Nigeria is open to business – but not of this kind. The Nigerian Government has promised to make a clear example of the corrupt individuals involved in this case.

The Federation would like to send a message to other fraudulent entities that Nigeria will take corruption seriously.

Unfortunately, under previous administrations, a continuing feature of corruption in Nigeria was the involvement of Government officials at the highest levels of office. The current administration is, however, taking a firm stance against this. It has made the crackdown a top priority and is implementing vital steps in the right direction.

The Federation recognises that corruption is endemic in Nigeria. It will not shy away from bringing to justice those guilty of fraud, including current or former ministers.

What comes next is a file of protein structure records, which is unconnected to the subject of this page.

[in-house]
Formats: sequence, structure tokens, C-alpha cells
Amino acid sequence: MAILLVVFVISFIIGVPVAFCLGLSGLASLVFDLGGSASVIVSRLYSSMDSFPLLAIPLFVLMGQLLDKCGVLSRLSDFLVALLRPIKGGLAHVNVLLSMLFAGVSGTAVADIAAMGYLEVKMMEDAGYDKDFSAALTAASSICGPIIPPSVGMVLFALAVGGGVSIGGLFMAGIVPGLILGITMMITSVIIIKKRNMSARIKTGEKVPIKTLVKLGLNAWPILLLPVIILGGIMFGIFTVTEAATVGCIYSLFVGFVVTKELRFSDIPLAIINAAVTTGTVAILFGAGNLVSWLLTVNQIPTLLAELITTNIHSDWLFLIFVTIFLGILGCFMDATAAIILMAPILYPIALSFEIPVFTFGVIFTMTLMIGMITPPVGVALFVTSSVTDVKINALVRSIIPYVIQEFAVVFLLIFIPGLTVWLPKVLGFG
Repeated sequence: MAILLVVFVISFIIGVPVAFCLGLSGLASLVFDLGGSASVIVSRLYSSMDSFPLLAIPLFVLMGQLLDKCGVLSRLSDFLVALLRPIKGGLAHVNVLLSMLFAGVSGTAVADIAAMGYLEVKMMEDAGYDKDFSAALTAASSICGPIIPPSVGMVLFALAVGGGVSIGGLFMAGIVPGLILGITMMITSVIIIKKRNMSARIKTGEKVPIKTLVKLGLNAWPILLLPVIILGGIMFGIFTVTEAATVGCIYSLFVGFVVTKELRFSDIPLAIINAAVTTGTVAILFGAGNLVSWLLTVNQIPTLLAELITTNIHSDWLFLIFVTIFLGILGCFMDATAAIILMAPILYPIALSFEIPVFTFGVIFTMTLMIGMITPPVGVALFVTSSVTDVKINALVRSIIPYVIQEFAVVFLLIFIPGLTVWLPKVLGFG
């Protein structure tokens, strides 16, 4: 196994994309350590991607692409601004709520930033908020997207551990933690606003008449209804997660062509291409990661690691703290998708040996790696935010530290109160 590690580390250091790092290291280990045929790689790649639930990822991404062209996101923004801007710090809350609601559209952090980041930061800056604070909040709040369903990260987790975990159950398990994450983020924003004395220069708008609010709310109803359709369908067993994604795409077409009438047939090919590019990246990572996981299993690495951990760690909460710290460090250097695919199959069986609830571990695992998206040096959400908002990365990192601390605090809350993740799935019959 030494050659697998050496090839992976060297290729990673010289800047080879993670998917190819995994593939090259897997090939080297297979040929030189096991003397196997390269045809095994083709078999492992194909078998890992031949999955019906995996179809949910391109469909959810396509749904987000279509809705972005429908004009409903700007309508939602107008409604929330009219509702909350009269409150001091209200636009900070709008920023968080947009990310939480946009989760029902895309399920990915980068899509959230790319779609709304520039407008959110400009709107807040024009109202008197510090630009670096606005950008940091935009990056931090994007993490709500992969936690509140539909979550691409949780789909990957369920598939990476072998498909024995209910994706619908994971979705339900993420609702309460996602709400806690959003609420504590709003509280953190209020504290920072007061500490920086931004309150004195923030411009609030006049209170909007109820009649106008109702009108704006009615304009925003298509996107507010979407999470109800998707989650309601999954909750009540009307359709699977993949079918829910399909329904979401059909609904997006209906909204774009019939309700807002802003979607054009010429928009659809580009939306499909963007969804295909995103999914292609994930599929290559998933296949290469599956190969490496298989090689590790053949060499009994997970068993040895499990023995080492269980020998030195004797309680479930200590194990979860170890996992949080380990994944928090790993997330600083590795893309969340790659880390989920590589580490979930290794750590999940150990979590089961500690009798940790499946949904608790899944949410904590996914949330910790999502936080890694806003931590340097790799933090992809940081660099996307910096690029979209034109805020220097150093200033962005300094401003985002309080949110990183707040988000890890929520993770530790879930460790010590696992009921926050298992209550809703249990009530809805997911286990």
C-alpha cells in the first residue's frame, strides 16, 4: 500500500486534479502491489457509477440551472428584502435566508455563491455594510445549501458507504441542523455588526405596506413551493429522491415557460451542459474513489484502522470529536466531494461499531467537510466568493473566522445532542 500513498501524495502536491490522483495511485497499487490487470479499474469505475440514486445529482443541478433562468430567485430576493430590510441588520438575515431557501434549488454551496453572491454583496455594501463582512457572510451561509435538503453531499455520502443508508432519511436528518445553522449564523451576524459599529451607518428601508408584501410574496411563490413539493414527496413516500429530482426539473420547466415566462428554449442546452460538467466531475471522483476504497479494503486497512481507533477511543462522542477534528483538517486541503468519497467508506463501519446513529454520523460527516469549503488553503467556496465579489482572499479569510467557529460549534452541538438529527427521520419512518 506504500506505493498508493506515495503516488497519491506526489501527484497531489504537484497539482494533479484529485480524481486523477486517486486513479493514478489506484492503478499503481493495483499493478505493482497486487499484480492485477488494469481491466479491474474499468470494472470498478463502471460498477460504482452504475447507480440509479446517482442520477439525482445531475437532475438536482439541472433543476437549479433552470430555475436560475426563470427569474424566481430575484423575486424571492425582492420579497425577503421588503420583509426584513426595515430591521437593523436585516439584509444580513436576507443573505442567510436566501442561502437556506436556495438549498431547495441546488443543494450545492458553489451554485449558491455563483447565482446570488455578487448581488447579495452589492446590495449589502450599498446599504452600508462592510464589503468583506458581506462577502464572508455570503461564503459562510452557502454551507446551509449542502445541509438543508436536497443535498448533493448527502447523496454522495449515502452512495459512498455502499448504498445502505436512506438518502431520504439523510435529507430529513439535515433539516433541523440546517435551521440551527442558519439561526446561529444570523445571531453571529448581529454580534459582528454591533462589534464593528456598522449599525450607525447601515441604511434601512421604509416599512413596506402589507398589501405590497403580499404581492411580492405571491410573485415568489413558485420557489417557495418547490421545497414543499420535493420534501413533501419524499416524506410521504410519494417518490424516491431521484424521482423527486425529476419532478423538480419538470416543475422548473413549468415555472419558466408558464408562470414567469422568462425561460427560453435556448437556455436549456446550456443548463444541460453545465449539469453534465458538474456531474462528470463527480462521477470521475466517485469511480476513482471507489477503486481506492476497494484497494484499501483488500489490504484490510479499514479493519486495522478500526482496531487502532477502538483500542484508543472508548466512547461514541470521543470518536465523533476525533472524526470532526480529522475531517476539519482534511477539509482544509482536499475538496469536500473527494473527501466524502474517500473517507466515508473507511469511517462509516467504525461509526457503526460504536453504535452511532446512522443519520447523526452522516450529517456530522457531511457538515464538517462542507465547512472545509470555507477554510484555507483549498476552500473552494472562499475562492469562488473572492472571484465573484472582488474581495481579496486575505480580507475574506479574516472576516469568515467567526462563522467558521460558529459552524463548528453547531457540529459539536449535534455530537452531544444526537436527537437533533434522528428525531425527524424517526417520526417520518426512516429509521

The GSPA was unfortunately yet another example of senior government officials using sham commercial deals to fraudulently divert Nigerian assets to themselves.

Nigeria is open to investment and committed to driving long-term success with its business partners. As the largest economy in West Africa, the Government is working hard to diversify the economy. Most recently, the Federation has moved up the World Bank Doing Business Rankings by 15 places in the past year.

The Federal Republic of Nigeria is committed to driving long-term success with its business partners. The Federation has adopted a number of policies to encourage investment in the country. As an example, in 2016, President Buhari set up the Presidential Enabling Business Environment Council, with the aim of minimising the constraints that come with running a business in the country.